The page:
Researchers reveal the ‘ideal’ breast

Mastopexy and breast augmentationSize doesn’t matter, but shape does.

Beautiful breasts come in all shapes and sizes, but there is an undeniable, natural tenancy for the human eye – and brain – to register certain proportions as more ideal than others. Scientists now claim to know exactly which breast type the human eye prefers, and apparently it is not only about size.

Conducted by British researchers, the population analysis was published in the Plastic and Reconstructive Surgery journal, with the aim to shed light on the size and shape objectives for breast reconstruction surgery after mastectomies and breast augmentations. Researchers found a preference for shapely, perkier breasts – instead of the larger kind. 

Of the 1,315 respondents asked to rank the attractiveness of images of four women with varying breast proportions, 87% of women, 90% of men and 94% of plastic surgeons scored breasts with an upper pole–to–lower pole ratio of 45:55 as the aesthetic ideal. The ‘upper’ pole of a breast sits above the areola/nipple complex – with the ‘lower’ pole sitting below. The study confirmed previous research that found the 45:55 ratio had universal appeal in defining the ideal breast.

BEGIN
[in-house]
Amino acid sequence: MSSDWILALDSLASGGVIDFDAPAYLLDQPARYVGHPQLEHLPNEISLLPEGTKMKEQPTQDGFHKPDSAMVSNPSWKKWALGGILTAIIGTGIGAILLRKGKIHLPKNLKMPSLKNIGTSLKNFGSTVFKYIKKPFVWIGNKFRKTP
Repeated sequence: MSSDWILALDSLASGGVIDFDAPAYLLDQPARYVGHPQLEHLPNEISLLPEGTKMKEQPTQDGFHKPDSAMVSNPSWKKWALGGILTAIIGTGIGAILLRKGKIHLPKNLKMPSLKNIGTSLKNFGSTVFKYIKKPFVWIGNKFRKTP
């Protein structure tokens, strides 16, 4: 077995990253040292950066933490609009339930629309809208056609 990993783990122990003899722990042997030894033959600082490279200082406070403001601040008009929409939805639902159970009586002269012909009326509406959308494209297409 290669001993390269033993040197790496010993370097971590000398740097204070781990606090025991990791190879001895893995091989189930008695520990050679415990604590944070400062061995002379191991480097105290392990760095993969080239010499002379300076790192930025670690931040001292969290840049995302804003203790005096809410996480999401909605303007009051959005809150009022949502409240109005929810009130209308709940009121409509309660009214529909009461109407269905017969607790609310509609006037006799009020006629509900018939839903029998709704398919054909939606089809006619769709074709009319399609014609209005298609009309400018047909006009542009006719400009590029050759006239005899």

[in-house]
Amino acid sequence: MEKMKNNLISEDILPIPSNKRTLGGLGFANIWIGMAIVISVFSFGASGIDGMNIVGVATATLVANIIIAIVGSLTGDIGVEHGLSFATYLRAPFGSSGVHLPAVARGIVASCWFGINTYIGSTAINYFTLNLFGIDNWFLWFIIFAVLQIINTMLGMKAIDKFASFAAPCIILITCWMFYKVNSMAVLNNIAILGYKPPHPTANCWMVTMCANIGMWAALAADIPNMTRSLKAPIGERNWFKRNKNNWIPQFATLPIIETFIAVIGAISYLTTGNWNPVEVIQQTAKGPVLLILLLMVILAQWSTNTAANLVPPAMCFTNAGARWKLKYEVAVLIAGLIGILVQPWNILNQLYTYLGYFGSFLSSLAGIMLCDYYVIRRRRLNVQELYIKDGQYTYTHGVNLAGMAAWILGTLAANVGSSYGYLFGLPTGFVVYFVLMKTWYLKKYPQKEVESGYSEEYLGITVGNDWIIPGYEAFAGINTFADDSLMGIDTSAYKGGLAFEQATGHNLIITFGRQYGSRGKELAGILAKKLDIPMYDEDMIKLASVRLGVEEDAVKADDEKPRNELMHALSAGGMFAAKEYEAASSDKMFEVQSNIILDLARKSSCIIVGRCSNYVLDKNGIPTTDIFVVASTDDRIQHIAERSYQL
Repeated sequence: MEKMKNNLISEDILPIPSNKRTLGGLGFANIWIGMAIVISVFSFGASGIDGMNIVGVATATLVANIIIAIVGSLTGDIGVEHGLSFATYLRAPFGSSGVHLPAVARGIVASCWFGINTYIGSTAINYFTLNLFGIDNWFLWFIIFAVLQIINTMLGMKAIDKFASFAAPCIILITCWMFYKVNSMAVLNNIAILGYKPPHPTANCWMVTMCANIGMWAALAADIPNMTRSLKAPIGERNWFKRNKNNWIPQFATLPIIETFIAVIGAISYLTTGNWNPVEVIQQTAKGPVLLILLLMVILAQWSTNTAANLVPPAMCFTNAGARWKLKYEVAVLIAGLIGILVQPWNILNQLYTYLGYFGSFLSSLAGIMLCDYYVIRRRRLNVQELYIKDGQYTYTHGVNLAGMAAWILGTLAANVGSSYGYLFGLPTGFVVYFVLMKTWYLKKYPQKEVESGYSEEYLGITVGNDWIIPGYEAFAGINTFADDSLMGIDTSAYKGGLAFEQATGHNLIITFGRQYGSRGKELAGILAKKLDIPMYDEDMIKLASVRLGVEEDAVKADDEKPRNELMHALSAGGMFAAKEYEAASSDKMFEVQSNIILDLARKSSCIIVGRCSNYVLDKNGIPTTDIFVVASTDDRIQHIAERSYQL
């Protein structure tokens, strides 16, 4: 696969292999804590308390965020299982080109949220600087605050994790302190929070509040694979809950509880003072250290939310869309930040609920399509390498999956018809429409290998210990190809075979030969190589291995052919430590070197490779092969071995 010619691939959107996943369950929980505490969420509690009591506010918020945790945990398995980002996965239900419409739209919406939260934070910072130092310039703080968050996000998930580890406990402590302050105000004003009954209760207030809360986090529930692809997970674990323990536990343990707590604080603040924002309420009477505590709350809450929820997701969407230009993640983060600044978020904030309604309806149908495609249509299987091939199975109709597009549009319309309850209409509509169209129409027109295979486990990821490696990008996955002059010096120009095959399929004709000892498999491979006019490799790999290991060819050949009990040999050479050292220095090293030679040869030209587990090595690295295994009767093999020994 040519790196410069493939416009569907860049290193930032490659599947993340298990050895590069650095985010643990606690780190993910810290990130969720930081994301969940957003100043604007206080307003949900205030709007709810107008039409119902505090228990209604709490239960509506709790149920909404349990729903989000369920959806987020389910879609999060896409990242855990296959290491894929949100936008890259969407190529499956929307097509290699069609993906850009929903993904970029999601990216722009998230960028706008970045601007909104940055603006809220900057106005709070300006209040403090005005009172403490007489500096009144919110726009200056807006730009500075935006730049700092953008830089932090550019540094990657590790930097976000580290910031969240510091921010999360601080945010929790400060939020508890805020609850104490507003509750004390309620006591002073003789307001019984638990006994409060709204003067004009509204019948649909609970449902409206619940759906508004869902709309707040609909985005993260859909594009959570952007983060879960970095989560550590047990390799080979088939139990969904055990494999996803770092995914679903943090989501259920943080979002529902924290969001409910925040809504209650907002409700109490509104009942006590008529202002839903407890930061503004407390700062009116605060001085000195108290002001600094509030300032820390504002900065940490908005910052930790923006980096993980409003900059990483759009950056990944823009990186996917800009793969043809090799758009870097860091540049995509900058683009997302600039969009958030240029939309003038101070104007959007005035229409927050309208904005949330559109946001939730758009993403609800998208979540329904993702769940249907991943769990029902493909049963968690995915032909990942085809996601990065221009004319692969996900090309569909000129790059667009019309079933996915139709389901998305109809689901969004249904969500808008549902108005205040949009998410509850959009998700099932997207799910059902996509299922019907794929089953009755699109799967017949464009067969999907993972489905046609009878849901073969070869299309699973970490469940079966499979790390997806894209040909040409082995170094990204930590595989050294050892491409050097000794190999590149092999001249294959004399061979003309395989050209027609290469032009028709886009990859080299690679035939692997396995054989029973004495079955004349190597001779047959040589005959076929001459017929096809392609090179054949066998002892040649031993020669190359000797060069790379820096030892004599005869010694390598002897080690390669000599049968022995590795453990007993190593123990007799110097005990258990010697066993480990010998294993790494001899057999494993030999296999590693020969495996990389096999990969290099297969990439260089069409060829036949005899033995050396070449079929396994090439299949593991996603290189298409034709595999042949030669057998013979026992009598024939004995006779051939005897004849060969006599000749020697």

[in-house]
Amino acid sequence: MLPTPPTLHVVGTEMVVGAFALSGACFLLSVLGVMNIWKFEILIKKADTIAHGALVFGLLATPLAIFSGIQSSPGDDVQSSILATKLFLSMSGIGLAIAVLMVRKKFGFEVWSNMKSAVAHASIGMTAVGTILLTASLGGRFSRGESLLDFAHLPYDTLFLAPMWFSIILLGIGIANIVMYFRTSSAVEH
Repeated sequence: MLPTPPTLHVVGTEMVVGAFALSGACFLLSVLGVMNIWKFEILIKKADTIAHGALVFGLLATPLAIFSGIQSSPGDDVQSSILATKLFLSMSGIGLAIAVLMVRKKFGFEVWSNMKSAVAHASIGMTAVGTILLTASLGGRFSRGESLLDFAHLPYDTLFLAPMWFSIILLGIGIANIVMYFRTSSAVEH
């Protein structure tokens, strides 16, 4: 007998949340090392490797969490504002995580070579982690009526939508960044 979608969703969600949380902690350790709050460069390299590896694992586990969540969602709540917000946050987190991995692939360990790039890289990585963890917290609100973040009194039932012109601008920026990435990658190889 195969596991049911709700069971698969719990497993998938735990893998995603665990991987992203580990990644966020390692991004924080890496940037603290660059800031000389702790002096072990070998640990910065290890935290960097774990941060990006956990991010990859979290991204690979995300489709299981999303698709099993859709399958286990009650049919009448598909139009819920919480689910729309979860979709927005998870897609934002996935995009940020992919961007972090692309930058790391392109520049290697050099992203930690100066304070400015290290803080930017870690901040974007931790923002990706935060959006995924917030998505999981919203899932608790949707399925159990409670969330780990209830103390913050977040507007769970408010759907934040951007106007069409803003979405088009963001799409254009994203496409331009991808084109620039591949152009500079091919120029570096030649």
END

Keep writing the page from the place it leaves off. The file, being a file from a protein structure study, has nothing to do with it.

Breast shape and size can vary significantly during a woman’s lifetime as they go through puberty, gain or lose weight, have children, breastfeed, age or fight cancer. The purpose of the study was to define aesthetic ideals and goals, particularly for breast reconstruction following mastectomy surgery, as well as the (increasingly popular) breast augmentation and breast lift/reduction procedures.

Modern advancements in breast surgery, including the availability of various flap and implant reconstructions, acellular dermal matrix for inframammary support, a wider range of breast implant profiles and the evolution of the dual plane technique of augmentation have provided surgeons with more tools than ever before, to achieve a more natural-looking outcome for surgery patients.

So the message is: bigger isn’t always better – it’s more about shape, healthy proportions and natural-looking curves!